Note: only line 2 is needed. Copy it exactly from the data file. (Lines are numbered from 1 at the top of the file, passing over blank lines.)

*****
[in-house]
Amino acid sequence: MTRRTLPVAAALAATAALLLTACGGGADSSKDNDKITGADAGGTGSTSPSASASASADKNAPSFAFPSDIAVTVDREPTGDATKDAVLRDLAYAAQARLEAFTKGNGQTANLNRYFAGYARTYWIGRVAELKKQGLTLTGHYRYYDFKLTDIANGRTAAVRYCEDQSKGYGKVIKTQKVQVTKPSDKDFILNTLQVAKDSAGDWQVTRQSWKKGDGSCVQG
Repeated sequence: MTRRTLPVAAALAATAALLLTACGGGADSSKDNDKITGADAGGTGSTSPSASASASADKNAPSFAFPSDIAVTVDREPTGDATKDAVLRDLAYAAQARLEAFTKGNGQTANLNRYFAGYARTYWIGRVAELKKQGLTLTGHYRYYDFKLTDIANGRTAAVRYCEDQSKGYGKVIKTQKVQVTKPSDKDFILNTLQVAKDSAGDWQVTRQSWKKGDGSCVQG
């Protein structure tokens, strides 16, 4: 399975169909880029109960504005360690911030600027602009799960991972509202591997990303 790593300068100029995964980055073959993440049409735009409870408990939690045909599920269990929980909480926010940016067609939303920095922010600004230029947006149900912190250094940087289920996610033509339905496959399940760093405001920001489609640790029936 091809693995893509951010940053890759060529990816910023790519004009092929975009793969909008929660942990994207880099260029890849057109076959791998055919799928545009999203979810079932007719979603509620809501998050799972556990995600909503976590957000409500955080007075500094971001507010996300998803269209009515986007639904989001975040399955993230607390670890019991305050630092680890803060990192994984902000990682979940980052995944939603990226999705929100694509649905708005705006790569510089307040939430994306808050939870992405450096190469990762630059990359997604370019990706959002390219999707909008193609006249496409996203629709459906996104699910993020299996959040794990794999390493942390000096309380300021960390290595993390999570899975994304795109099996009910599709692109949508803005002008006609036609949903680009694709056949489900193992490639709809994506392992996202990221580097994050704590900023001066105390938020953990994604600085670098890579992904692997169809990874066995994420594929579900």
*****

Amino acid sequence: MTRRTLPVAAALAATAALLLTACGGGADSSKDNDKITGADAGGTGSTSPSASASASADKNAPSFAFPSDIAVTVDREPTGDATKDAVLRDLAYAAQARLEAFTKGNGQTANLNRYFAGYARTYWIGRVAELKKQGLTLTGHYRYYDFKLTDIANGRTAAVRYCEDQSKGYGKVIKTQKVQVTKPSDKDFILNTLQVAKDSAGDWQVTRQSWKKGDGSCVQG